// Original string
        String str = "Hello, World!";
        // Extracting substring from index 7 to 11
        String substring = str.substring(7, 12); // Output: "World"
        // Printing the extracted substring
        System.out.println(substring); // Output: "World"
    }
}

In this example, the substring starts at index 7 (the letter ‘W’ in “Hello, World!”) and extends to index 12 (the character after the letter ‘d’ in “World!”). The resulting substring is assigned to the “substring” variable and then printed to the console.

Using substringAfter() method 

The substringAfter() method is provided by the widely-used Apache Commons Lang library in Java. It allows for the extraction of a substring from a string. This substring begins after the first occurrence of a specified separator string. The syntax for using the substringAfter() method is:

public static String substringAfter(String str, String separator)

The syntax includes two parameters, which are:

str: The string from which the substring is to be extracted.

separator: The separator string marks the beginning of the substring.

This returns a new string object that contains the substring that comes after the first occurrence of the separator. If the separator is not found, an empty string is returned.

Consider the following code to understand this concept:

// Import the StringUtils class from Apache Commons Lang library
import org.apache.commons.lang3.StringUtils;
public class SubstringExample {
    public static void main(String[] args) {
        // Original string
        String str = "Hello, World!";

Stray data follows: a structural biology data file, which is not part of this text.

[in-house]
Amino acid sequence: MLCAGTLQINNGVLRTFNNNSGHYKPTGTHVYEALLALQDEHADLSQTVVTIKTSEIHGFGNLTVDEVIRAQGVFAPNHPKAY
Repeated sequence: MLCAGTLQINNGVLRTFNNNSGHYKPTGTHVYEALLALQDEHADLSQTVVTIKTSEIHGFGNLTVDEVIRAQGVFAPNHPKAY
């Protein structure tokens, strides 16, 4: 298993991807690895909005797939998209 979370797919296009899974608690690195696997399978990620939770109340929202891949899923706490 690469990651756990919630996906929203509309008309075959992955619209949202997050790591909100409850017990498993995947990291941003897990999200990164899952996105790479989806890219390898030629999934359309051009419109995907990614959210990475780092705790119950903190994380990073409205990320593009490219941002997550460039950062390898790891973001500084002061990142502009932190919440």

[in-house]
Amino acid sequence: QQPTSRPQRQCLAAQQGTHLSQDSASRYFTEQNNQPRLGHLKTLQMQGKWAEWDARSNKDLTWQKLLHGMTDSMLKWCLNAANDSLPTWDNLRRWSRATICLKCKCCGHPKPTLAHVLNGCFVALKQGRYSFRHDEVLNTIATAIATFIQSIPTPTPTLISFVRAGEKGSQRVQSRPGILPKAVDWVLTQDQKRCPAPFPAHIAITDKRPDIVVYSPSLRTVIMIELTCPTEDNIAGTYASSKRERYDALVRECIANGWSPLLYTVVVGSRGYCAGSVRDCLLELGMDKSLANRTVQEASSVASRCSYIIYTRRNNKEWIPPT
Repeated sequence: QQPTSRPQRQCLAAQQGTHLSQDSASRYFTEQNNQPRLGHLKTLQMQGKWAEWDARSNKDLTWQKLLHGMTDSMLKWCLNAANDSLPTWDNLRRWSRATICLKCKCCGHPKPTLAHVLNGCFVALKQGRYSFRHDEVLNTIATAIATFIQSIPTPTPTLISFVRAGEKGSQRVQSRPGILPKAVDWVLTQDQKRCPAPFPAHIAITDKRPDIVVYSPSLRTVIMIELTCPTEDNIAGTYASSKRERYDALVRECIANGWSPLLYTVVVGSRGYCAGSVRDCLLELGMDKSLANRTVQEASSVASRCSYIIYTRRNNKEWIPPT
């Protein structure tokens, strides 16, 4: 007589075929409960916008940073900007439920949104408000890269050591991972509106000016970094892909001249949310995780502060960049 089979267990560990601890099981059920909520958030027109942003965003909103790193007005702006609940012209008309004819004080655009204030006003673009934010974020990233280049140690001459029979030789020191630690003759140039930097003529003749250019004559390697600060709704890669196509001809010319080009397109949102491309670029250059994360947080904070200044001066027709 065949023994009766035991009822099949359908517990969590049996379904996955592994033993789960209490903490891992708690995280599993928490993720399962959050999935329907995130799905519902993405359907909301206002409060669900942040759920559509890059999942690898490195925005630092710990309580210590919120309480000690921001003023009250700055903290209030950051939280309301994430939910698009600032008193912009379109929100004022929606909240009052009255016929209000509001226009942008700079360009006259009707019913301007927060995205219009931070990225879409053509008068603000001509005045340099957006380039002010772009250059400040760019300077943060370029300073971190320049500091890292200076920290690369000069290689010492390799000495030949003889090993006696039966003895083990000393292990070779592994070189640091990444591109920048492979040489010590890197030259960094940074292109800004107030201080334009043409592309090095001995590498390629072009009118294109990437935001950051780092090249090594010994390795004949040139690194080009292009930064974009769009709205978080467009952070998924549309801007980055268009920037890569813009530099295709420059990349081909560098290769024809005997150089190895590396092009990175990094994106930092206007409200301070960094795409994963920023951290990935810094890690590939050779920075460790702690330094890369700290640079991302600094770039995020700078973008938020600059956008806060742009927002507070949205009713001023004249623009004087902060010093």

// Extracting substring after the first occurrence of ","
        String substring = StringUtils.substringAfter(str, ",");
        // Printing the extracted substring
        System.out.println(substring); // Output: World!
    }
}

This program gives the output given below:

 World!

In this example, the substringAfter() method is invoked on the “str” string with the parameter “,”. This implies that the substring starts after the first occurrence of the “,” character in the string. The resulting substring is assigned to the “substring” variable and then printed to the console.

While using this method, it is important to keep in mind that:

  • The substringAfter() method is case-sensitive.
  • If the separator string is not found in the input string, an empty string is returned.
  • The method returns the substring starting after the first occurrence of the separator, excluding the separator itself.

Apart from these methods, there is another method for extracting substrings in Java, i.e., the built-in .split() method, which is also a part of the Java String class. This method divides a String into one or more substrings separated by a specified delimiting character (such as space, comma, char value, etc.) and returns these substrings in an array.

Although this approach can benefit certain situations, it is generally less well-suited for extracting precise excerpts from existing strings than the more targeted functionality provided by the .substring() method.

Check out this blog on Java fundamentals to enhance your knowledge.

Internal Implementation of substring() method

The internal implementation of the “substring()” method in Java involves creating a new “String” object based on the specified indices. A new string object is created to represent the substring. This object does not possess its own character array; rather, it references the character array of the original string object. For the “substring(begIndex)” method, the implementation checks whether the provided “beginIndex” is within the valid range of the string and then creates a new “String” object using the character array starting from the specified index.

Similarly, for the “substring(begIndex, endIndex)” method, additional checks are performed to ensure both the “beginIndex” and “endIndex” fall within the valid range and that “beginIndex” is less than or equal to “endIndex”. The resulting “String” object represents the substring delimited by the specified indices.